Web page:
Originally hailing from Chicago, Illinois, Brittany Cain attended Southern Illinois University before moving to Florida and joining the staff of Palm Beach Equine Clinic as the manager of the Nuclear Scintigraphy department.
What is your background with horses?
Growing up, my parents actually had nothing to do with horses; we’re from the city of Chicago, so they were not horse people at all. I was just always the horse obsessed little girl – you know, the one horse girl in the class! When I was about 13, I started volunteering at a therapeutic riding center, so I got a lot of hands on experience there. I learned to ride a little bit and worked with the special needs kids. That was great.
When I was 18 years old and had my first paying job, I was able to afford actual riding lessons and it just went from there!
I did a lot of work on Standardbred breeding farms up in Illinois. I foaled out a lot of babies and trained a lot of weanlings. Many of those yearlings went on to be race horses. I did that for three years during college, and that was a really neat experience.
What led you to pursue a career as veterinary technician?
Throughout high school, I was always obsessed with horses. I volunteered all of my free time to be at the barn. I knew I wanted to do something that I loved, so I found Southern Illinois University, and they had a bachelor’s degree in equine science. I applied to one school, got in, and it was perfect. I didn’t have to find a bunch of schools; I just went to the one that I wanted right away, and I knew what I wanted to do!
What led to your focus on the Nuclear Scintigraphy Department in particular?
I’ve always had a strong interest in the anatomy of horses. I knew a lot of equine anatomy from college where I took many courses that covered the musculature anatomy as well as skeletal. In addition, working with all of the Standardbred yearlings was great experience for working with the two and three-year-old racehorse patients that see here at Palm Beach Equine Clinic.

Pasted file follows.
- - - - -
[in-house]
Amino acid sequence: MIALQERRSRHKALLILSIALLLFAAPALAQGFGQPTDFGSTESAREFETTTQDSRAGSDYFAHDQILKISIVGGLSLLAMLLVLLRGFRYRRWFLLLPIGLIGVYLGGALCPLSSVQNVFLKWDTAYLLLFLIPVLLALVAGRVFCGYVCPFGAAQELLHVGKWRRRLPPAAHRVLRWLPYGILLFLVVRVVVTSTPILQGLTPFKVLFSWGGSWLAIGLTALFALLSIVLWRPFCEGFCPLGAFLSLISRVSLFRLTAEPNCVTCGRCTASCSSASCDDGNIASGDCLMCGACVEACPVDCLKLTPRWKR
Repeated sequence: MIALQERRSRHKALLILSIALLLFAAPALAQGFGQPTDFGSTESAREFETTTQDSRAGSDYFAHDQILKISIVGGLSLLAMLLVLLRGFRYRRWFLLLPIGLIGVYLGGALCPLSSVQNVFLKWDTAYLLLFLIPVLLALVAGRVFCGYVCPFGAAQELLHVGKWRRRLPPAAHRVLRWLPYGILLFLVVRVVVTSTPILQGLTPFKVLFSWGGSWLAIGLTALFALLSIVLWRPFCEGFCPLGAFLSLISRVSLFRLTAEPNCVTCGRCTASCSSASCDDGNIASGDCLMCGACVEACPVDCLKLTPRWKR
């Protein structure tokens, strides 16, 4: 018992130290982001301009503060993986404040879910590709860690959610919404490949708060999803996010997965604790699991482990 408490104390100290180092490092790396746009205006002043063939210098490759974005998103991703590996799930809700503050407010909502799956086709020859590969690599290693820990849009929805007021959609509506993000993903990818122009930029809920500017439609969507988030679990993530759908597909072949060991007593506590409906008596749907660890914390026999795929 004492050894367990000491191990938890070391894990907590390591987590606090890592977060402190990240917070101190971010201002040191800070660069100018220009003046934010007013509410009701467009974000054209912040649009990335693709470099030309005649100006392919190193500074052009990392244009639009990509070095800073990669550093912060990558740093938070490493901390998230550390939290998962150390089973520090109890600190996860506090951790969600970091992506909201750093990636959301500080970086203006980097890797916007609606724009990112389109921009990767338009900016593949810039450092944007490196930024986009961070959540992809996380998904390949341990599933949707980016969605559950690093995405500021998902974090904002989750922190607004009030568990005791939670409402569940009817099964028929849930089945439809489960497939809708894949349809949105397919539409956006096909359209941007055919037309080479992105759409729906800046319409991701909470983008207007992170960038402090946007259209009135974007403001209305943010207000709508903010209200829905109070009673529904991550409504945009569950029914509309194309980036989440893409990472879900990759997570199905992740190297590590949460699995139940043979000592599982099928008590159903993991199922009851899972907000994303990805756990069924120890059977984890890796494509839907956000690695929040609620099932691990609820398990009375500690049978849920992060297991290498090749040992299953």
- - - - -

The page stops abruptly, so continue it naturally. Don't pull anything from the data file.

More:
What is your typical day like at Palm Beach Equine Clinic?
As the manager of the Nuclear Scintigraphy Department, I have the patients in the scanning area for bone scans. Myself and technicians will bring the horse into the area, I will take their temperature, pulse, and respiration checks, and then I will place a catheter and inject the radioactive isotopes.
It takes two hours for the isotope to settle into the bones, and then I can begin the bone scan. I usually inject the isotope, and then I do a lot of paperwork in between the two hours since there’s a lot of tracking and recording for dealing with radioactive materials. Then the scan begins. The horse comes into the room; they’re lightly sedated. The scans usually take from one to two hours or, for a full body scan, anywhere from two to four hours. It’s a lot of keeping the horse comfortable, getting all of the images that are needed, and making sure that the images are high quality. Usually during the busy winter season, we have anywhere from two to three horses a day so it keeps me very busy.
What do you enjoy most about working at Palm Beach Equine Clinic?
I love the variety of patients that we see. We get cases of racehorses, polo ponies, barrel racers, top show jumpers, hunters and dressage. It’s really neat seeing all of these talented and often very expensive horses.
Have you had any standout or favorite moments since you joined the Palm Beach Equine Clinic team in 2015?
We went down to Miami for the Longines Global Champions Tour to assist in taking the arriving horses off the airplanes. I helped by taking temperatures, pulse, and respiration checks on all of the competition horses. It was really cool seeing the caravan from the airport to the show grounds and just how it’s set up on Miami Beach.
What do you enjoy doing when you’re not working?
My fiancé and I go fishing a lot usually at the beach or off a pier; we definitely enjoy spending our free time fishing.